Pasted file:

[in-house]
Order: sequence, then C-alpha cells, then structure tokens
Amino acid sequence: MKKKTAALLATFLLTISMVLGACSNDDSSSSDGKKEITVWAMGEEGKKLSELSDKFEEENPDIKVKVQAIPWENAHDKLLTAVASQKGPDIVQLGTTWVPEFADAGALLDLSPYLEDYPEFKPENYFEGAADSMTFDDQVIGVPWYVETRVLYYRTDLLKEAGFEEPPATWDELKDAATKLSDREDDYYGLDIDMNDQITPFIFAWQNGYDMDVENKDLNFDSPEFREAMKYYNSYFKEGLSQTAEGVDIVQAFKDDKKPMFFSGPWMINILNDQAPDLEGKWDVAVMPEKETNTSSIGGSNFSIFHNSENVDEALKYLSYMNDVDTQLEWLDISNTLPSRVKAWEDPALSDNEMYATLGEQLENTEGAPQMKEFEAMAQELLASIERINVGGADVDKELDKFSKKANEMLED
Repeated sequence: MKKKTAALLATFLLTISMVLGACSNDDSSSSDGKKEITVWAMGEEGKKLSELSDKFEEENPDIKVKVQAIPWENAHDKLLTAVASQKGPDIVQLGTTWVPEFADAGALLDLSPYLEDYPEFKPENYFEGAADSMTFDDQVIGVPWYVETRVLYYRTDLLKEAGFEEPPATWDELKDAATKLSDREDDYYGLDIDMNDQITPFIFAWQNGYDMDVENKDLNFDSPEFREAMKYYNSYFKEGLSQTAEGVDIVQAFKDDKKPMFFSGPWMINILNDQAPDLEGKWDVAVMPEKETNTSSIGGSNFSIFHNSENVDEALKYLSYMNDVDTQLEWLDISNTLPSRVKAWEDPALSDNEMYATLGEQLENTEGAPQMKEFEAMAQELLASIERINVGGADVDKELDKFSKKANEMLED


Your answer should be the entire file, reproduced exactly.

[in-house]
Order: sequence, then C-alpha cells, then structure tokens
Amino acid sequence: MKKKTAALLATFLLTISMVLGACSNDDSSSSDGKKEITVWAMGEEGKKLSELSDKFEEENPDIKVKVQAIPWENAHDKLLTAVASQKGPDIVQLGTTWVPEFADAGALLDLSPYLEDYPEFKPENYFEGAADSMTFDDQVIGVPWYVETRVLYYRTDLLKEAGFEEPPATWDELKDAATKLSDREDDYYGLDIDMNDQITPFIFAWQNGYDMDVENKDLNFDSPEFREAMKYYNSYFKEGLSQTAEGVDIVQAFKDDKKPMFFSGPWMINILNDQAPDLEGKWDVAVMPEKETNTSSIGGSNFSIFHNSENVDEALKYLSYMNDVDTQLEWLDISNTLPSRVKAWEDPALSDNEMYATLGEQLENTEGAPQMKEFEAMAQELLASIERINVGGADVDKELDKFSKKANEMLED
Repeated sequence: MKKKTAALLATFLLTISMVLGACSNDDSSSSDGKKEITVWAMGEEGKKLSELSDKFEEENPDIKVKVQAIPWENAHDKLLTAVASQKGPDIVQLGTTWVPEFADAGALLDLSPYLEDYPEFKPENYFEGAADSMTFDDQVIGVPWYVETRVLYYRTDLLKEAGFEEPPATWDELKDAATKLSDREDDYYGLDIDMNDQITPFIFAWQNGYDMDVENKDLNFDSPEFREAMKYYNSYFKEGLSQTAEGVDIVQAFKDDKKPMFFSGPWMINILNDQAPDLEGKWDVAVMPEKETNTSSIGGSNFSIFHNSENVDEALKYLSYMNDVDTQLEWLDISNTLPSRVKAWEDPALSDNEMYATLGEQLENTEGAPQMKEFEAMAQELLASIERINVGGADVDKELDKFSKKANEMLED